The negatively charged particles of hydroxyl radicals OH- and O2- super oxide radical anions cannot penetrate into the cell membrane and must remain in contact with the outer surface of the bacteria [24,25]. But the active anionic molecules are effective toxic to bacterial substance. In addition, the damage of cell membrane might directly lead to the leakage of minerals, proteins and genetic materials causing ultimate cell death [26,27].
The mechanism involved in the generation of reactive oxygen species from C-CeO2 and G-CeO2 nanoparticles induced by UV light are shown in Figure 16.
The smaller sized NPs indeed have higher antibacterial activity . From the XRD patterns, the particle size of C-CeO2 and G-CeO2 are found to be 11 nm and 8 nm respectively. The particle size of G-CeO2 NPs is decreased as compared to that of the C-CeO2 NPs, smaller size can easily penetrate into bacterial membranes due to their large interfacial area, thus enhancing their antibacterial efficiency During the generation of ROS, the unsaturated fatty acids in the cell membrane will be oxidized by ?OH group, and affect the fluidity of cell membranes. Consequently decreased the thickness of bacteria cell wall and caused to bacteria death.
From the UV-Vis studies, the band gaps are observed at 2.8 eV and 2.95 eV for C-CeO2 and G-CeO2 NPs. The band gap of G-CeO2 NPs is increased as compared to that of the C-CeO2 NPs. The increasing rent of band gap G-CeO2 NPs, it is due to NPs interaction with thiol groups in proteins, resulting in inactivation of respiratory enzymes and leading to the production of more reactive oxygen species (ROS). This band gap behavior of CeO2 NPs played a major role in the ROS mediated toxicity, which suggested that the A. indica leaf extract stimulated a large amount of oxygen atoms to be adsorbed onto CeO2 surface. Generation of more ROS in the suspension result in intense oxidative stress towards the bacteria and this reason is enhancing the antibacterial response for G-CeO2 NPs.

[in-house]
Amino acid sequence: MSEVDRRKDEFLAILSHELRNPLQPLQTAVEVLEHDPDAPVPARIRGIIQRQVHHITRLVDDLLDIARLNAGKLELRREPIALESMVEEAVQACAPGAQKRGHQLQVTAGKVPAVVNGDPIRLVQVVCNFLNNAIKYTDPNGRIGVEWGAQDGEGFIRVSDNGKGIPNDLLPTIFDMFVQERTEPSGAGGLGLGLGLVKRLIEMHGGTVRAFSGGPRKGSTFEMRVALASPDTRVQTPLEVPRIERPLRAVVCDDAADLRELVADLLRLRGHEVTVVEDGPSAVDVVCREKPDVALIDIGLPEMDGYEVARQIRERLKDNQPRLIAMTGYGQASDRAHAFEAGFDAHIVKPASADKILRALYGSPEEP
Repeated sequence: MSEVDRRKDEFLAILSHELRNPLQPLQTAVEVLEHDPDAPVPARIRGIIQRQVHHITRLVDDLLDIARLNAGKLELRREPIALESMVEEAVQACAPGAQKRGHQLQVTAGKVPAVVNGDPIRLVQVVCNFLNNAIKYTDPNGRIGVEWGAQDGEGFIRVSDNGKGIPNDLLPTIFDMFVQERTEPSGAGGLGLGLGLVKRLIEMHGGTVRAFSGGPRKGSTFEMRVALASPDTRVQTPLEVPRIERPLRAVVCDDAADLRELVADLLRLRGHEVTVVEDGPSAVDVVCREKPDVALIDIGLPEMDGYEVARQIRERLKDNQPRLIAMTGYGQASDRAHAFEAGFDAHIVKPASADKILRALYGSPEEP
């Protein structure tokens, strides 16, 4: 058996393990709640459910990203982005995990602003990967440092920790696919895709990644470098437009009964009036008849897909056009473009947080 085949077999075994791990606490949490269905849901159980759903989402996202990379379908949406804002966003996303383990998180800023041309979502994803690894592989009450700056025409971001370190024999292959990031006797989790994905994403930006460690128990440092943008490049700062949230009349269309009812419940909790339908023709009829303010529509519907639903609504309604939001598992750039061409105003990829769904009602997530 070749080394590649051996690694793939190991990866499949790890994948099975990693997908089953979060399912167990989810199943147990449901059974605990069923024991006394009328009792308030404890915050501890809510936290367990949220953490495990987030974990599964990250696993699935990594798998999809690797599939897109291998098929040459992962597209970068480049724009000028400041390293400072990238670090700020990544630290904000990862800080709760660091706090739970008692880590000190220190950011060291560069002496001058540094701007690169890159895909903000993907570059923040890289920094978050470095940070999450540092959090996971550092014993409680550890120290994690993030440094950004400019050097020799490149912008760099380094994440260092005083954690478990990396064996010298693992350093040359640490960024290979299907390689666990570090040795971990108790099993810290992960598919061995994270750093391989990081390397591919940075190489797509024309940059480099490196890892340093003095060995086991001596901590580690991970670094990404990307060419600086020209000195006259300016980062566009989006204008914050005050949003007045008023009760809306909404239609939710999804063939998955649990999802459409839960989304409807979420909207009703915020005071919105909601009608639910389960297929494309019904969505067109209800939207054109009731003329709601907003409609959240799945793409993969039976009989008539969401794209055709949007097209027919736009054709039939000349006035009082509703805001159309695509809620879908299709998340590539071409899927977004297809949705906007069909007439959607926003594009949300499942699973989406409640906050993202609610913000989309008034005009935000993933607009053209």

From the PL spectra, green emissions are observed at 521 nm and 522 nm for C-CeO2 and G-CeO2 NPs. This shows the increased number of oxygen vacancies in the G-CeO2 NPs, leading to a higher number of ROS as compared to the C-CeO2 NPs. So that reason GCeO2 NPs more antibacterial activity as compared to that of C-CeO2 NPs.
Toxicity on lung cancer cells
In present investigation, the cytotoxic effect of C-CeO2 and G-CeO2 NPs are examined in cultured (A549) human lung cancer cell line by exposing cells for 24 h to culture medium containing the C-CeO2 and G-CeO2 NPs led to around 40% and 41% inhibition at the highest concentrations used in our assays at 400 ± 0.05 μg/ml and 400 ± 0.05 μg/ml respectively in Figure 17. The cancer cell viability of are decreased partially with increasing the concentration of both CeO2 NPs. The results show the direct dose-response relationship with tested cells only at higher concentrations, but there is no significant toxicity. In literature, same trend observed for dysprosium oxide treated A549 human lung cancer cell line at the concentration range of 500 μg/ml .